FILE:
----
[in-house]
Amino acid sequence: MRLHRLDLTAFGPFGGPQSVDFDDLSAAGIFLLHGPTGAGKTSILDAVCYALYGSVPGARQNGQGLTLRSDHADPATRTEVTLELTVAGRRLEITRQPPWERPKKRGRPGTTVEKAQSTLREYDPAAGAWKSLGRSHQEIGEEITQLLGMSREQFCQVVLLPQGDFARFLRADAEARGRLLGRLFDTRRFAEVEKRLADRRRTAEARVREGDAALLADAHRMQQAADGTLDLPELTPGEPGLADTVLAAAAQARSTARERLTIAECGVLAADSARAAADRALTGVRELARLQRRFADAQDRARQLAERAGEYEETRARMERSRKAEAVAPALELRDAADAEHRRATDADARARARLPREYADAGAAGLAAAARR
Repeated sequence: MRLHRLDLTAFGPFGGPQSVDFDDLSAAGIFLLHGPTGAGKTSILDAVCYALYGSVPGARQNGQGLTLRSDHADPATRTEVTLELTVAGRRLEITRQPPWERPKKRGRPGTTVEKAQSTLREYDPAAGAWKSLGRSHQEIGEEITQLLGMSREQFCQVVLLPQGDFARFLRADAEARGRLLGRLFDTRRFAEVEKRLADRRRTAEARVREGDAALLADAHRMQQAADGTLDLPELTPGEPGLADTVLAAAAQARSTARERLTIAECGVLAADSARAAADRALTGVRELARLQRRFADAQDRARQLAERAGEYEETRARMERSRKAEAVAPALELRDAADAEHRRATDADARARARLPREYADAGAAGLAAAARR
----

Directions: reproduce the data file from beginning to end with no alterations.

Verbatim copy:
[in-house]
Amino acid sequence: MRLHRLDLTAFGPFGGPQSVDFDDLSAAGIFLLHGPTGAGKTSILDAVCYALYGSVPGARQNGQGLTLRSDHADPATRTEVTLELTVAGRRLEITRQPPWERPKKRGRPGTTVEKAQSTLREYDPAAGAWKSLGRSHQEIGEEITQLLGMSREQFCQVVLLPQGDFARFLRADAEARGRLLGRLFDTRRFAEVEKRLADRRRTAEARVREGDAALLADAHRMQQAADGTLDLPELTPGEPGLADTVLAAAAQARSTARERLTIAECGVLAADSARAAADRALTGVRELARLQRRFADAQDRARQLAERAGEYEETRARMERSRKAEAVAPALELRDAADAEHRRATDADARARARLPREYADAGAAGLAAAARR
Repeated sequence: MRLHRLDLTAFGPFGGPQSVDFDDLSAAGIFLLHGPTGAGKTSILDAVCYALYGSVPGARQNGQGLTLRSDHADPATRTEVTLELTVAGRRLEITRQPPWERPKKRGRPGTTVEKAQSTLREYDPAAGAWKSLGRSHQEIGEEITQLLGMSREQFCQVVLLPQGDFARFLRADAEARGRLLGRLFDTRRFAEVEKRLADRRRTAEARVREGDAALLADAHRMQQAADGTLDLPELTPGEPGLADTVLAAAAQARSTARERLTIAECGVLAADSARAAADRALTGVRELARLQRRFADAQDRARQLAERAGEYEETRARMERSRKAEAVAPALELRDAADAEHRRATDADARARARLPREYADAGAAGLAAAARR